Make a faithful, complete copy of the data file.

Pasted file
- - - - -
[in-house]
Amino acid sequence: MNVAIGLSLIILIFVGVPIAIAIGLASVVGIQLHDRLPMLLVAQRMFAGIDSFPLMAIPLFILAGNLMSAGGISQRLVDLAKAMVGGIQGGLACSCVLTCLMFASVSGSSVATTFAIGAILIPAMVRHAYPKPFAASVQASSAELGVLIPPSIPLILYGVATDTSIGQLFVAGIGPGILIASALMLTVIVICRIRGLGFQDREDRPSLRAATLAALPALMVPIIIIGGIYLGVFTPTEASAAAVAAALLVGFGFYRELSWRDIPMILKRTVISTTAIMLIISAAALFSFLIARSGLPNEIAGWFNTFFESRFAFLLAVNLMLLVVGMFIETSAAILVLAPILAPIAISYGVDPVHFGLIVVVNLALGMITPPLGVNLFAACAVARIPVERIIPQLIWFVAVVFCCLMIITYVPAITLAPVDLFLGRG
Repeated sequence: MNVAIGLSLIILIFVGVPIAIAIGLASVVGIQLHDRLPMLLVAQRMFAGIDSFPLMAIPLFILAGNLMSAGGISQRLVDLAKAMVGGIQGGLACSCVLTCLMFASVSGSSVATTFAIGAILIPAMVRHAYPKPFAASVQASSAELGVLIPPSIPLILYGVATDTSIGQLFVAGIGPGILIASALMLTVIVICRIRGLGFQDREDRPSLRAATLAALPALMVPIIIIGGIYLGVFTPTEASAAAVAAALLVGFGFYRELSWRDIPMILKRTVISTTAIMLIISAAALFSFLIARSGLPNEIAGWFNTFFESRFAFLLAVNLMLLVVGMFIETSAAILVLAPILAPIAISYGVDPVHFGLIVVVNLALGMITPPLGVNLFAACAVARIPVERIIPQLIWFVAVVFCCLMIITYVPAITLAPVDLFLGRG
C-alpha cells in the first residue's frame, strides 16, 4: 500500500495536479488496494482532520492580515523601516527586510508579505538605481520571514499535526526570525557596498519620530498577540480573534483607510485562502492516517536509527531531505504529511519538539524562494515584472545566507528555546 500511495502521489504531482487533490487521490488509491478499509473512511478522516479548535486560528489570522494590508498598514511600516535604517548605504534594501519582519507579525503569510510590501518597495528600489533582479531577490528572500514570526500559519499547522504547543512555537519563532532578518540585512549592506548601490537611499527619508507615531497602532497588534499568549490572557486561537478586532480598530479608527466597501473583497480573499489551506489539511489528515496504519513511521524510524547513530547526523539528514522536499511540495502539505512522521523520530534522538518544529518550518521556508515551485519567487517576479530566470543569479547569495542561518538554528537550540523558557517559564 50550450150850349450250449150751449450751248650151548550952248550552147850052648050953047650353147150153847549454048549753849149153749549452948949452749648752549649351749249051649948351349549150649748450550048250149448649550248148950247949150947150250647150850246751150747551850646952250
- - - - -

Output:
[in-house]
Amino acid sequence: MNVAIGLSLIILIFVGVPIAIAIGLASVVGIQLHDRLPMLLVAQRMFAGIDSFPLMAIPLFILAGNLMSAGGISQRLVDLAKAMVGGIQGGLACSCVLTCLMFASVSGSSVATTFAIGAILIPAMVRHAYPKPFAASVQASSAELGVLIPPSIPLILYGVATDTSIGQLFVAGIGPGILIASALMLTVIVICRIRGLGFQDREDRPSLRAATLAALPALMVPIIIIGGIYLGVFTPTEASAAAVAAALLVGFGFYRELSWRDIPMILKRTVISTTAIMLIISAAALFSFLIARSGLPNEIAGWFNTFFESRFAFLLAVNLMLLVVGMFIETSAAILVLAPILAPIAISYGVDPVHFGLIVVVNLALGMITPPLGVNLFAACAVARIPVERIIPQLIWFVAVVFCCLMIITYVPAITLAPVDLFLGRG
Repeated sequence: MNVAIGLSLIILIFVGVPIAIAIGLASVVGIQLHDRLPMLLVAQRMFAGIDSFPLMAIPLFILAGNLMSAGGISQRLVDLAKAMVGGIQGGLACSCVLTCLMFASVSGSSVATTFAIGAILIPAMVRHAYPKPFAASVQASSAELGVLIPPSIPLILYGVATDTSIGQLFVAGIGPGILIASALMLTVIVICRIRGLGFQDREDRPSLRAATLAALPALMVPIIIIGGIYLGVFTPTEASAAAVAAALLVGFGFYRELSWRDIPMILKRTVISTTAIMLIISAAALFSFLIARSGLPNEIAGWFNTFFESRFAFLLAVNLMLLVVGMFIETSAAILVLAPILAPIAISYGVDPVHFGLIVVVNLALGMITPPLGVNLFAACAVARIPVERIIPQLIWFVAVVFCCLMIITYVPAITLAPVDLFLGRG
C-alpha cells in the first residue's frame, strides 16, 4: 500500500495536479488496494482532520492580515523601516527586510508579505538605481520571514499535526526570525557596498519620530498577540480573534483607510485562502492516517536509527531531505504529511519538539524562494515584472545566507528555546 500511495502521489504531482487533490487521490488509491478499509473512511478522516479548535486560528489570522494590508498598514511600516535604517548605504534594501519582519507579525503569510510590501518597495528600489533582479531577490528572500514570526500559519499547522504547543512555537519563532532578518540585512549592506548601490537611499527619508507615531497602532497588534499568549490572557486561537478586532480598530479608527466597501473583497480573499489551506489539511489528515496504519513511521524510524547513530547526523539528514522536499511540495502539505512522521523520530534522538518544529518550518521556508515551485519567487517576479530566470543569479547569495542561518538554528537550540523558557517559564 50550450150850349450250449150751449450751248650151548550952248550552147850052648050953047650353147150153847549454048549753849149153749549452948949452749648752549649351749249051649948351349549150649748450550048250149448649550248148950247949150947150250647150850246751150747551850646952250